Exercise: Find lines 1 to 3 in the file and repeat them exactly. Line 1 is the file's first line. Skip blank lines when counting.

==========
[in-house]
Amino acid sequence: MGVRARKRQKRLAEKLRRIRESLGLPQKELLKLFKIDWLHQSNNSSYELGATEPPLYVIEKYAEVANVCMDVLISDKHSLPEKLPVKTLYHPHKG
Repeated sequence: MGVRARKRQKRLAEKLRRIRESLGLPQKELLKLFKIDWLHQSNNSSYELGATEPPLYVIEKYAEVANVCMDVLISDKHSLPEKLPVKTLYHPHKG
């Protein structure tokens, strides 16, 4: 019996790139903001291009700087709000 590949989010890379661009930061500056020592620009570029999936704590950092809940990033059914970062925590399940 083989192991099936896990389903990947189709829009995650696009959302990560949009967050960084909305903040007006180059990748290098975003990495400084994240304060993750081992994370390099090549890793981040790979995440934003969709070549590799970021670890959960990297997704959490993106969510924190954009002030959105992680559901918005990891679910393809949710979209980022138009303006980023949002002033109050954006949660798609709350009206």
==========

[in-house]
Amino acid sequence: MGVRARKRQKRLAEKLRRIRESLGLPQKELLKLFKIDWLHQSNNSSYELGATEPPLYVIEKYAEVANVCMDVLISDKHSLPEKLPVKTLYHPHKG
Repeated sequence: MGVRARKRQKRLAEKLRRIRESLGLPQKELLKLFKIDWLHQSNNSSYELGATEPPLYVIEKYAEVANVCMDVLISDKHSLPEKLPVKTLYHPHKG